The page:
Minute Book 3: 1729-February:

 

1729-2-22_alcohol[There are no entries for January 1729.]

In their first conference with Governor John Montgomerie in October 1728, the Haudenosaunee are recorded as saying they were glad the new Brother Corlaer was “a wise and prudent Man.” Perhaps this was more than the language of diplomatic flattery. Montgomery does seem to have gone farther than his predecessors in responding to one of the long standing complaints of the Six Nations, who had been trying for years to stem the destructive flow of alcohol into their country.  In February, after the Six Nations reminded them of Montgomerie’s agreement, the Commissioners of Indian Affairs issued a proclamation to all traders and others forbidding the transportation of strong liquor to any place in or near the “upper castles” (towns) of the Six Nations. Only Oswego was exempt, as agreed to at the conference. On the other hand, their use of the term “upper castles” suggests that at the very least Fort Hunter, and probably other Mohawk and Oneida communities, were not protected.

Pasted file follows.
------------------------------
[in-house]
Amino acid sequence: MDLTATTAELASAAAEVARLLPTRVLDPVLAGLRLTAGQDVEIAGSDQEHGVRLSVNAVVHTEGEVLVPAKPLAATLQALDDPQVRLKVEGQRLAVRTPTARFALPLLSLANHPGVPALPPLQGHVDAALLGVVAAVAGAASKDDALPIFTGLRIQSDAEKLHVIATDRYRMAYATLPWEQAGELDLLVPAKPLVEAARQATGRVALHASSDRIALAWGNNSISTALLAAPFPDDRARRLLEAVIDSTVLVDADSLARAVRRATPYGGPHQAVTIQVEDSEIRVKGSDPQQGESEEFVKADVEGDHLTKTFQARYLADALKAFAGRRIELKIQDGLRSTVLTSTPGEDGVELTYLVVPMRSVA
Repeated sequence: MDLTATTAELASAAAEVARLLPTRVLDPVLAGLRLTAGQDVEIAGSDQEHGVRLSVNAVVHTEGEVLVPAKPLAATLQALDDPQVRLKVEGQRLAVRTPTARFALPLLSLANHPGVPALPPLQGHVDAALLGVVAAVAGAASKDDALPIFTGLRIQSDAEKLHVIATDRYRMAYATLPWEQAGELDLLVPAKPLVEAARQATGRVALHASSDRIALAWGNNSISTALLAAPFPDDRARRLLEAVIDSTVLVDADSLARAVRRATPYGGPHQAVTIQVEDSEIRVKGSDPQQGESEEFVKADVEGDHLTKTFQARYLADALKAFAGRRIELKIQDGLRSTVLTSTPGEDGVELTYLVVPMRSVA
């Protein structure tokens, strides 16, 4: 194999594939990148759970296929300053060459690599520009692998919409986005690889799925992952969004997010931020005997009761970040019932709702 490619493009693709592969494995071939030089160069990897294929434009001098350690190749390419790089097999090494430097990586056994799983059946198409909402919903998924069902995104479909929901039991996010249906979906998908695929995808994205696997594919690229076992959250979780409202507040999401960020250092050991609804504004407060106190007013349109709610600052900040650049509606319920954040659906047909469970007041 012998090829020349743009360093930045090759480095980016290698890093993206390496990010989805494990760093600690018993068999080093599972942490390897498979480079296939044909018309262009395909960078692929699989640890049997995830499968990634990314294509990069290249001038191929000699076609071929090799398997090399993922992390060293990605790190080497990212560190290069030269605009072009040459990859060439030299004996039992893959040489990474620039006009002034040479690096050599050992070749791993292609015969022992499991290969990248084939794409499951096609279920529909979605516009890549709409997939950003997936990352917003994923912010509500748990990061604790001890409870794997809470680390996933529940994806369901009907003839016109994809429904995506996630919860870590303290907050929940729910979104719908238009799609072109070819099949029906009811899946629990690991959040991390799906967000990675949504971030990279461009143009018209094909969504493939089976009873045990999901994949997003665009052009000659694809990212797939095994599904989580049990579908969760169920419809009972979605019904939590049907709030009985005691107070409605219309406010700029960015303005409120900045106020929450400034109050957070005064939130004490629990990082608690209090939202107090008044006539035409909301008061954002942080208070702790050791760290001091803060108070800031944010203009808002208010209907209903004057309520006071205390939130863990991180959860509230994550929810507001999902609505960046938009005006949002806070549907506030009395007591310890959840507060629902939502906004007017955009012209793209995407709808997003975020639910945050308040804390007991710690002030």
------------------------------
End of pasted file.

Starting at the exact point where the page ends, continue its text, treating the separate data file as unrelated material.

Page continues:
In Library and Archives Canada’s digital copy of the original minutes, the entry for February is here on p. 281.

[0566] 281 [Wraxall mentions this p. 176.]

Albany the 22d Febry 1728/9

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Present

Philip Livingston

Henry Holland

[Jo]h: Cuyler

Peter Van Brugh

Evert Bancker

Rutger Bleecker

Evert Wendell

Nicolas Bleecker

Abraham Cuyler

[Joh].s Roseboom

Barent Sanders                        Whereas It has been represented in publick

Proposition to his Excy John Montgomerie Esq.r

Governour of New York &c by the Sachims of the 6 nations

how Dangerous the Selling of Rum & other Strong Liquor

is in their Castles and that great mischiefe may Ensue

from it they have Straineously desired that it may be

Prohibited, that no Christians may bring or Carry any Rum

among them in their Countrey for that will one way or Other

Create a Quarrell between them and our people; which

request has been granted them by his said Excy. And w.ch

the Sd. Indians have now lately repeated to the Comm:rs of the

Indian Affairs at Albany. Wherefore the said Comm.rs

have thought fit for his Majesties Service to Notifie to

All Traders and others, not to Convey Transport or Carry

any Rum or Other Strong Liquor at or near the upper Castles

of the Five Nations (Oswego only Excepted) on Penalty as

they Shall Answer the Contrary on their perill for Such

Contempt in disturbing the publick peace of this Province

 

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About hopefulwanderer

Writer, researcher, archivist, etc. @ahhunter
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